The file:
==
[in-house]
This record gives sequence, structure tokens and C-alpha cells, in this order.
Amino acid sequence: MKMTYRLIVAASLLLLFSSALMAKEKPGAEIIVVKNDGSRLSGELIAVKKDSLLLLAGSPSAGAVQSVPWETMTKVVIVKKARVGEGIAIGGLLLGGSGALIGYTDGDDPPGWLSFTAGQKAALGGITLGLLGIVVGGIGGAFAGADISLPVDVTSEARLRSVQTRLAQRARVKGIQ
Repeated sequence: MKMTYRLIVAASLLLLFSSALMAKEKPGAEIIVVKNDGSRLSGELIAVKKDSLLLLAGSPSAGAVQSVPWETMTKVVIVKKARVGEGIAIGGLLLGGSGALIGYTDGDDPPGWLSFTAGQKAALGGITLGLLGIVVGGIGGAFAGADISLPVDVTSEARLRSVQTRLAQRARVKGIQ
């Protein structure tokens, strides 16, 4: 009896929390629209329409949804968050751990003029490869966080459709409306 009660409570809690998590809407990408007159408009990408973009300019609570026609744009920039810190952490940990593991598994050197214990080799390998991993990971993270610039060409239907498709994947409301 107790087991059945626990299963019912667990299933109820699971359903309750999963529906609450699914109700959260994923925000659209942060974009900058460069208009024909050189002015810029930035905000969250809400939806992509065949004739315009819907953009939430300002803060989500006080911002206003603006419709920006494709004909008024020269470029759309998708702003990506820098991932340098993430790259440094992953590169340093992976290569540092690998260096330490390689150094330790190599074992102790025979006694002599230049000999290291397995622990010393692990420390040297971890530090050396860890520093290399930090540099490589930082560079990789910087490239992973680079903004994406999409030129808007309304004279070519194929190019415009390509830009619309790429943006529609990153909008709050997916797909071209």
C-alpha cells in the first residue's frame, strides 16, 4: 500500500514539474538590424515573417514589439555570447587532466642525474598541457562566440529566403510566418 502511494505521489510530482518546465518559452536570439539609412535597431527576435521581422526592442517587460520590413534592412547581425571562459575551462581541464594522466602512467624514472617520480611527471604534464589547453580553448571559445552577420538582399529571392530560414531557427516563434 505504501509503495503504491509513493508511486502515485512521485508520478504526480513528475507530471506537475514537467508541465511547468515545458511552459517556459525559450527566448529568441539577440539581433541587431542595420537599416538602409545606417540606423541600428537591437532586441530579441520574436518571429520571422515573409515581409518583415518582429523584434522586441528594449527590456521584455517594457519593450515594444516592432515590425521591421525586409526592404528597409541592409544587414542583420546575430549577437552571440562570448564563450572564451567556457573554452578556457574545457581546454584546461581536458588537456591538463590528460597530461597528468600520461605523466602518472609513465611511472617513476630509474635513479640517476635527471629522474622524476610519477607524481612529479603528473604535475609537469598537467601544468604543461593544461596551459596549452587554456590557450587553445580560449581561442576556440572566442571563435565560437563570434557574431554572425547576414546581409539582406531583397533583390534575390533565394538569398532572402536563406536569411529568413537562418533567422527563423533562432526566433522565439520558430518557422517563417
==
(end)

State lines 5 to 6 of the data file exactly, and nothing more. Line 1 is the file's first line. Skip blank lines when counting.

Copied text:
């Protein structure tokens, strides 16, 4: 009896929390629209329409949804968050751990003029490869966080459709409306 009660409570809690998590809407990408007159408009990408973009300019609570026609744009920039810190952490940990593991598994050197214990080799390998991993990971993270610039060409239907498709994947409301 107790087991059945626990299963019912667990299933109820699971359903309750999963529906609450699914109700959260994923925000659209942060974009900058460069208009024909050189002015810029930035905000969250809400939806992509065949004739315009819907953009939430300002803060989500006080911002206003603006419709920006494709004909008024020269470029759309998708702003990506820098991932340098993430790259440094992953590169340093992976290569540092690998260096330490390689150094330790190599074992102790025979006694002599230049000999290291397995622990010393692990420390040297971890530090050396860890520093290399930090540099490589930082560079990789910087490239992973680079903004994406999409030129808007309304004279070519194929190019415009390509830009619309790429943006529609990153909008709050997916797909071209």
C-alpha cells in the first residue's frame, strides 16, 4: 500500500514539474538590424515573417514589439555570447587532466642525474598541457562566440529566403510566418 502511494505521489510530482518546465518559452536570439539609412535597431527576435521581422526592442517587460520590413534592412547581425571562459575551462581541464594522466602512467624514472617520480611527471604534464589547453580553448571559445552577420538582399529571392530560414531557427516563434 505504501509503495503504491509513493508511486502515485512521485508520478504526480513528475507530471506537475514537467508541465511547468515545458511552459517556459525559450527566448529568441539577440539581433541587431542595420537599416538602409545606417540606423541600428537591437532586441530579441520574436518571429520571422515573409515581409518583415518582429523584434522586441528594449527590456521584455517594457519593450515594444516592432515590425521591421525586409526592404528597409541592409544587414542583420546575430549577437552571440562570448564563450572564451567556457573554452578556457574545457581546454584546461581536458588537456591538463590528460597530461597528468600520461605523466602518472609513465611511472617513476630509474635513479640517476635527471629522474622524476610519477607524481612529479603528473604535475609537469598537467601544468604543461593544461596551459596549452587554456590557450587553445580560449581561442576556440572566442571563435565560437563570434557574431554572425547576414546581409539582406531583397533583390534575390533565394538569398532572402536563406536569411529568413537562418533567422527563423533562432526566433522565439520558430518557422517563417